Like I said, small things add up and one more little thing to add to the pile is the bad cinematography and shaky cam. I once heard a professor say, "If you can pause the film at any given random moment and get a good picture, that is what is good cinematography" and if you put Hunger Games to the test it honestly doesn't work. The camera is shaking for pretty much the entire movie, the pictures often get blurred to the point where you can't see the action going on, and it overall creates bad and lackluster pictures. At the rare moments where the camera isn't shaking and causing the pictures to blur the pictures aren't even that great, just decent. There are a couple decent shots throughout the movie, but a couple decent shots does not make the cinematography anywhere near good. 

While I'm on the topic of visuals I honestly need to talk about the next small issue I had with this movie and that is that when they used CGI the CGI wasn't good. The most evident case of this is with the mutt dogs near the end, the dogs were poorly done and also in my opinion a poor plot device in the first place, they never served a real purpose other than killing one of the more likable characters off so Katniss didn't have to (which is a lazy and safe way, it would have been much more interesting had Katniss had to actually face off with the guy from District 11), I guess the point was keeping the leads likable, but the point of the whole premise is that these kids have to kill each other, it sets up a premise to explore deep themes but never approaches them, instead it runs away so it can become a Young Adult cliche and play it safe marketing wise.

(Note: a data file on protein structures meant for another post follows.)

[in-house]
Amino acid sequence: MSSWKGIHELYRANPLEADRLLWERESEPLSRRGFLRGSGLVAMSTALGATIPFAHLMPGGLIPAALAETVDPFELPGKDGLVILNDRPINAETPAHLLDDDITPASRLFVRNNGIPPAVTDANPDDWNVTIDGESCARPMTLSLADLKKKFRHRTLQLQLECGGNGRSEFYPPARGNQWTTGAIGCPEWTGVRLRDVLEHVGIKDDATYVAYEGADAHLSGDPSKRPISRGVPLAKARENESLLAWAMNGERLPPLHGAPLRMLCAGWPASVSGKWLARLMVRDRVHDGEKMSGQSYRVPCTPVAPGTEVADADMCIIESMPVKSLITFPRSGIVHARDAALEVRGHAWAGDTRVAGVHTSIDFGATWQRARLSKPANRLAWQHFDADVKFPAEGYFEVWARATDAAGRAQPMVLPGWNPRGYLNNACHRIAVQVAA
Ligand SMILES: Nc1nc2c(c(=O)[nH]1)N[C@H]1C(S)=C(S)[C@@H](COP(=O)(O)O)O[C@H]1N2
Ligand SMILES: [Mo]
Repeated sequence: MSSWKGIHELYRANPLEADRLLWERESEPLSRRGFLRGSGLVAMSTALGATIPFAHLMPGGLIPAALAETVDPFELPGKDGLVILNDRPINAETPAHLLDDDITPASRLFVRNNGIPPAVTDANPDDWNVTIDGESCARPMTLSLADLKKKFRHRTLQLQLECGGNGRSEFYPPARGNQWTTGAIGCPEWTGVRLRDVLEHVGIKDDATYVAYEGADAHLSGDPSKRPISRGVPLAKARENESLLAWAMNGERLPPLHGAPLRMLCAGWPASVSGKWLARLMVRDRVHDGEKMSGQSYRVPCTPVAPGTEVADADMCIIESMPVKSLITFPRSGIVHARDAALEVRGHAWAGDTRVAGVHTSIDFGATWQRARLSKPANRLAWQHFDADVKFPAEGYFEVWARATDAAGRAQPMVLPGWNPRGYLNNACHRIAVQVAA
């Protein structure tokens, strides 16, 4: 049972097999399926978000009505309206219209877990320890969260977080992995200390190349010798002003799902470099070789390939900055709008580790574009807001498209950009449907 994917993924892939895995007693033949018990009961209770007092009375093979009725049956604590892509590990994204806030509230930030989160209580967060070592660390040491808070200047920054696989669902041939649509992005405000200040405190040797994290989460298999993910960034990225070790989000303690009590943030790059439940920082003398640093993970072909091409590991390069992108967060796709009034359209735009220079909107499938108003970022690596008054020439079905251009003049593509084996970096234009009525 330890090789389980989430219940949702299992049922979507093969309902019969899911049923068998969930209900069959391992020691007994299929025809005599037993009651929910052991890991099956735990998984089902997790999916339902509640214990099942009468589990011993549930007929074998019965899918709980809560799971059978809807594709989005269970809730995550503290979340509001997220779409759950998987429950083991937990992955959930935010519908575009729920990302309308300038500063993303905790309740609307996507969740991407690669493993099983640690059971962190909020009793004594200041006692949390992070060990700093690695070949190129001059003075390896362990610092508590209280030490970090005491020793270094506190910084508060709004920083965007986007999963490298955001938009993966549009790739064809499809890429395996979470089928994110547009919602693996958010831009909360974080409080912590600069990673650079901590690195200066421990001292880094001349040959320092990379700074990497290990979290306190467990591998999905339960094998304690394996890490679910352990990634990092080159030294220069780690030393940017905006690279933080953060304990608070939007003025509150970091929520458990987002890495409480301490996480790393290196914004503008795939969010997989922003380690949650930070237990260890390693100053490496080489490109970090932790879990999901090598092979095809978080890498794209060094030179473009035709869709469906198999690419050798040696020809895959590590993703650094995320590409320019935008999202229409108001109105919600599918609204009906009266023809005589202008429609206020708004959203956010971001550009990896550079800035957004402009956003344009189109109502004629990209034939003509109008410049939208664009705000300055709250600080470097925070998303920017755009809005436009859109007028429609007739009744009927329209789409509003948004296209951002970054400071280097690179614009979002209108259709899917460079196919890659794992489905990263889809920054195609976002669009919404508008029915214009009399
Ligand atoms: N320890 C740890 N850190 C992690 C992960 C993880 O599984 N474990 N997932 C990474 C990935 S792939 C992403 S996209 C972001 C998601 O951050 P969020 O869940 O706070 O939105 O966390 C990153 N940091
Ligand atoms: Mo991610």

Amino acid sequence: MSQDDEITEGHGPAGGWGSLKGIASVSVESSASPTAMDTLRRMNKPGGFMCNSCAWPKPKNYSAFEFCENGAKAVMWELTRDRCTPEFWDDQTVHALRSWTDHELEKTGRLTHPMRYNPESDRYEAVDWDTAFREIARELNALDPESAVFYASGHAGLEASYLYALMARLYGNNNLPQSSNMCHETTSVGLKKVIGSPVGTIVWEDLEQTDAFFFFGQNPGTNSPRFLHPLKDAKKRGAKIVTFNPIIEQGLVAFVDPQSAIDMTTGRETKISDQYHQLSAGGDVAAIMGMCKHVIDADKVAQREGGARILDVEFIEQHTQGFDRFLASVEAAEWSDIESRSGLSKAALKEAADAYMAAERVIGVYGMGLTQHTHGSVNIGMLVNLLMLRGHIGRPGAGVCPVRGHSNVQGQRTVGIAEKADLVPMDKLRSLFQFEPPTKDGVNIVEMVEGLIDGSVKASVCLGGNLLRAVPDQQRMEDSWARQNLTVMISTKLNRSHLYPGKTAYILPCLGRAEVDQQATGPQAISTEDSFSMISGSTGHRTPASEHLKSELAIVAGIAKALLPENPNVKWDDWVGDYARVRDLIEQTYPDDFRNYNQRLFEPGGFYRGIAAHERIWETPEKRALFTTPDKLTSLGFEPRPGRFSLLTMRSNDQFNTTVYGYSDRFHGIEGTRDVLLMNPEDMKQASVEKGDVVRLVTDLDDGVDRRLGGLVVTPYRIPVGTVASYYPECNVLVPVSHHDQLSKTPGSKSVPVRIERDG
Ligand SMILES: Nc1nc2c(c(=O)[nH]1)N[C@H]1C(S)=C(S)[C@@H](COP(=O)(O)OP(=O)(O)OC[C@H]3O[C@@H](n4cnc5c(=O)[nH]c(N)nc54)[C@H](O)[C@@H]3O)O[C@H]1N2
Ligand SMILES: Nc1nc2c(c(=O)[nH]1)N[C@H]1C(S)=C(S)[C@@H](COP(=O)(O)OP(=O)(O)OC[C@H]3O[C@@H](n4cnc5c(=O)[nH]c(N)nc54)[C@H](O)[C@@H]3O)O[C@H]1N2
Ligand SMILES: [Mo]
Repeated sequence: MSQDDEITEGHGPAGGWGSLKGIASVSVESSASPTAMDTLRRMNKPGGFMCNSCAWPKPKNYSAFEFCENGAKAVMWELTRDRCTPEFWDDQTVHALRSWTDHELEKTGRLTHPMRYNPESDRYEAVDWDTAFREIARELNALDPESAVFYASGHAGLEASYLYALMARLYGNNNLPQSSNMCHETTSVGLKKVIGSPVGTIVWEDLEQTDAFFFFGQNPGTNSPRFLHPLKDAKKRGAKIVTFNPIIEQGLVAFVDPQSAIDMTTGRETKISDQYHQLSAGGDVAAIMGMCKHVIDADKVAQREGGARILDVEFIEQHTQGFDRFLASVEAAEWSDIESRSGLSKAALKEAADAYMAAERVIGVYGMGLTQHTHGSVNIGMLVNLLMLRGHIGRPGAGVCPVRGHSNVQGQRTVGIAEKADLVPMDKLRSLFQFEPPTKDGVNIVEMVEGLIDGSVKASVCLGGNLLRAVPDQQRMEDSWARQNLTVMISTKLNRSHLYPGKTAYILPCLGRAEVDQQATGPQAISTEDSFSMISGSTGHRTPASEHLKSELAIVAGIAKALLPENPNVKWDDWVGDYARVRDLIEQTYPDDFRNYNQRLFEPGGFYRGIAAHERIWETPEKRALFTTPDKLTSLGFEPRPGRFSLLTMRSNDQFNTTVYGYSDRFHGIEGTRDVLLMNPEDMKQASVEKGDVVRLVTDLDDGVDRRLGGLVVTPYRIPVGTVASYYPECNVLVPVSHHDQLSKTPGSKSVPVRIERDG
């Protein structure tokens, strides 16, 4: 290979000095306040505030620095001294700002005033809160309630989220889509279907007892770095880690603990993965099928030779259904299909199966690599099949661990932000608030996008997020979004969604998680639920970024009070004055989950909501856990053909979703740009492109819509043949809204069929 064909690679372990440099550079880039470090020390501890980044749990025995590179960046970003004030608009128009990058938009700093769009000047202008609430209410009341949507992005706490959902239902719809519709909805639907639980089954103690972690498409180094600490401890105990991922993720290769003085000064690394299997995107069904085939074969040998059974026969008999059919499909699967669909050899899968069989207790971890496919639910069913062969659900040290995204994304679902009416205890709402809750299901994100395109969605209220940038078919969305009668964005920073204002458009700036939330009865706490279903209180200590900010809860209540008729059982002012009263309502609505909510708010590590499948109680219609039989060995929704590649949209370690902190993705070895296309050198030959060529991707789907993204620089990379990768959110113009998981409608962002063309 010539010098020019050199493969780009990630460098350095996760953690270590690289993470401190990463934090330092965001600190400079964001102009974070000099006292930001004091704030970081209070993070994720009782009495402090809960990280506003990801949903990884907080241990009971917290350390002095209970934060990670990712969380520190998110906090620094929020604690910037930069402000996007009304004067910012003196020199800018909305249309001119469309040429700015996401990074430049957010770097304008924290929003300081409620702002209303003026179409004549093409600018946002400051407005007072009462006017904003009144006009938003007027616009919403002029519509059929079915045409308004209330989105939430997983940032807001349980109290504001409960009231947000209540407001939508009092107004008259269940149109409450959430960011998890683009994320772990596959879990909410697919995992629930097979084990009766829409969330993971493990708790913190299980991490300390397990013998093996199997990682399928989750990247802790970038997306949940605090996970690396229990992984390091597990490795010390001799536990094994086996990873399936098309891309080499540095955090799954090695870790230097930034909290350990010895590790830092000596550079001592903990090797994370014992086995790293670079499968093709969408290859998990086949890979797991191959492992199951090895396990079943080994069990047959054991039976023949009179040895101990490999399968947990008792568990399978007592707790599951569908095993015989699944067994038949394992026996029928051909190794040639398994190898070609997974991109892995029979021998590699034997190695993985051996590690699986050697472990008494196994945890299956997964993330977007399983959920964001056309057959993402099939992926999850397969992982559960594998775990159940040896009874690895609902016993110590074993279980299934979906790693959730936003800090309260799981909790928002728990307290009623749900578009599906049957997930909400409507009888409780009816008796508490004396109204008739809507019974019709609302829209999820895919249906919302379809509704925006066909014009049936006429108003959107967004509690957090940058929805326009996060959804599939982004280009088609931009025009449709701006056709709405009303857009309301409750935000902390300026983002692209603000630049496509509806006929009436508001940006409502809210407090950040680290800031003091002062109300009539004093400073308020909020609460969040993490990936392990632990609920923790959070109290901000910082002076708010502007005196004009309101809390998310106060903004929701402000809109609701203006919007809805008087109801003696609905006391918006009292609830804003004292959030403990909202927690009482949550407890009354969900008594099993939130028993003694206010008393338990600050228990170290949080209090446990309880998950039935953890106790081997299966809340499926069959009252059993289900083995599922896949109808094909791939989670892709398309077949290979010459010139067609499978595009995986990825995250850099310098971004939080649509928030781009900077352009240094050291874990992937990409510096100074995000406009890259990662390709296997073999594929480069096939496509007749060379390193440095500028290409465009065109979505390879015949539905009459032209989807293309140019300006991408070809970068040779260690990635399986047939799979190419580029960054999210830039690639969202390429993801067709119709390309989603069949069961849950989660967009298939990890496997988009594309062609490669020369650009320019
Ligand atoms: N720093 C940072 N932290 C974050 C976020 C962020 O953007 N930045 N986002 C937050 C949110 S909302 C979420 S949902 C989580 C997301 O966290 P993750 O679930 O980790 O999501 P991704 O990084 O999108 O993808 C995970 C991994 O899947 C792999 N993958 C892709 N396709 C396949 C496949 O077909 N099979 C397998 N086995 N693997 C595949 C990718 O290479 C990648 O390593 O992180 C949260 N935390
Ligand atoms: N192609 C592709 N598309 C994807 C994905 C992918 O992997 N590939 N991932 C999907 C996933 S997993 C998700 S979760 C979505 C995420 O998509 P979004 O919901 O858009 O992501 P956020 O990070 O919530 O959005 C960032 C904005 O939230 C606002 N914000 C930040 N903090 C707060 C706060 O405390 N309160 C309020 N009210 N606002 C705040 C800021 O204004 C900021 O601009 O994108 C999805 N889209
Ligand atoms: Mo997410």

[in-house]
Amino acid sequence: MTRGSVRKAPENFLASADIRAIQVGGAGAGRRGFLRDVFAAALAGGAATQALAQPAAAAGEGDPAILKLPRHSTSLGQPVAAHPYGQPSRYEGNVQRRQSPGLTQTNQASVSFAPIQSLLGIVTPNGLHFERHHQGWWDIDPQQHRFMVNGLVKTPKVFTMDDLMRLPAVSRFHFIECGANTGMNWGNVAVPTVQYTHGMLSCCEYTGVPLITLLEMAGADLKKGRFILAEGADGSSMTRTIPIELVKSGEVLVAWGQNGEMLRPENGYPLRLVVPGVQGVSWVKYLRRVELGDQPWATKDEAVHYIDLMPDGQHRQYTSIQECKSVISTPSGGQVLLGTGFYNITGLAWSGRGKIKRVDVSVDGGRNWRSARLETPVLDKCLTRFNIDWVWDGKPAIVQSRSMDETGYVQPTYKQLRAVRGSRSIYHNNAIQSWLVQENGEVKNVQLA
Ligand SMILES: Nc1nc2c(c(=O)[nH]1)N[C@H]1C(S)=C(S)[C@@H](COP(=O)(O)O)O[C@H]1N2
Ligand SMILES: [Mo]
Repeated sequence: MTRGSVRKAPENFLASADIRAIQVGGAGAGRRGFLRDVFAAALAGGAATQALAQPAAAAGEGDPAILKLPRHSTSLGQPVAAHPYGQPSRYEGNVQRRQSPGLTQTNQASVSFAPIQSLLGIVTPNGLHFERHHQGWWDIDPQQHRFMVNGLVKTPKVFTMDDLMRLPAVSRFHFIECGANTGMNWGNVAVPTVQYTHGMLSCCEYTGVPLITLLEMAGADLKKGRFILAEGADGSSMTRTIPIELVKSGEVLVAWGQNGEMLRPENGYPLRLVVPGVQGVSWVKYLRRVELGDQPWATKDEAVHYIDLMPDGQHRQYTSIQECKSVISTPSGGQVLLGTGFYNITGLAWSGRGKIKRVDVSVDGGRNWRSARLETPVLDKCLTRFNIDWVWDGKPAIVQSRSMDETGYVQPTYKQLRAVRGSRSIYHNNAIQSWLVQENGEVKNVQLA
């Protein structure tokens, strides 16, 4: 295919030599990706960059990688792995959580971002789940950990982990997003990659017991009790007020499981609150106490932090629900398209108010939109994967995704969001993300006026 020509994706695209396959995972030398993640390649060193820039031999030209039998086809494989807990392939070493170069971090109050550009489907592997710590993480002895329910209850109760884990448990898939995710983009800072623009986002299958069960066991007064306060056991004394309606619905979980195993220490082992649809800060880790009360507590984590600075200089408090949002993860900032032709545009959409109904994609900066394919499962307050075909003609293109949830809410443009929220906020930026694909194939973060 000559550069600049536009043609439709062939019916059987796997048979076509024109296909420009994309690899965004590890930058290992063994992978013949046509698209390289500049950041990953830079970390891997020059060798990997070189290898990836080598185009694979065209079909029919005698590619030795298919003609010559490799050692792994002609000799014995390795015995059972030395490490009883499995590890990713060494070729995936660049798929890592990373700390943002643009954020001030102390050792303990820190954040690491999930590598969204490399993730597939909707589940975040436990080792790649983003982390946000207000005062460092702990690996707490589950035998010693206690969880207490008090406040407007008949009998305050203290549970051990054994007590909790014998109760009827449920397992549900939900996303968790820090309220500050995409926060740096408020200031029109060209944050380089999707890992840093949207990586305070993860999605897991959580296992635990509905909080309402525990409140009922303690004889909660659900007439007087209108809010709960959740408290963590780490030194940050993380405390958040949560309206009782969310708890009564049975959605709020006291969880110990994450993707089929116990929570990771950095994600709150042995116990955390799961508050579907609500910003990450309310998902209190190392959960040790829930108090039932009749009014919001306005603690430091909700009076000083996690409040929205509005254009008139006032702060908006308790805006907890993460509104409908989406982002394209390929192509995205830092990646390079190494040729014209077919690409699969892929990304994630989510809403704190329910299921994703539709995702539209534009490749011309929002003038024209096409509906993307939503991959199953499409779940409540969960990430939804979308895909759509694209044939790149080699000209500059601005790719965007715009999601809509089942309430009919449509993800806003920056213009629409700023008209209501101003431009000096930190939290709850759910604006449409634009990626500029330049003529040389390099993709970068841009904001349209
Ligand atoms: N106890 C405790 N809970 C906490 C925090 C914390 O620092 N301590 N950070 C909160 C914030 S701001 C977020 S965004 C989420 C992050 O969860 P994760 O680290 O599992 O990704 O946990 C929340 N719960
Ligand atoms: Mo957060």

Now for what I honestly disliked most about the movie and that is the ending, the ending was a cop out. The romance was a cop out. It is placed in there to keep a poor romance plot alive so it can keep the teenage girls happy, and that is poor literature. The movie continually tries to pretend that it's edgy literature with a dark premise but it is ultimately just another young adult book that happened to break out, there is no edge to the film because it is dulled down by continuous cop outs and refusal to approach the themes that this premise should inevitably give. 

Calling the Hunger Games one of the best movies of 2012 is blasphemy, it most obviously isn't, calling the Hunger Games one of the best movies of all time simply portrays you for what you are, a young teenager with little knowledge of what makes good literature and what makes good film. The movie was at best decent the first time I saw it (I gave it a 6/10 the first time) and after re-watching so I could write an actual review for it I caught more and more problems with the film, it is plagued with small problems (just as the book was). While the Hunger Games will certainly be satisfactory to its target demographic of teenage girls it and is a slight quality boost from most young adult films, it ultimately falls into mediocrity due to an over-bloated, needles romance plot, bad cinematography, and refusal to approach the themes that the premise should imply. Boosted only by a good (but one the weaker) performance by Jennifer Lawrence the Hunger Games can only achieve decency at best but is ultimately mediocre.
4.5/10 Sticks of Bamboo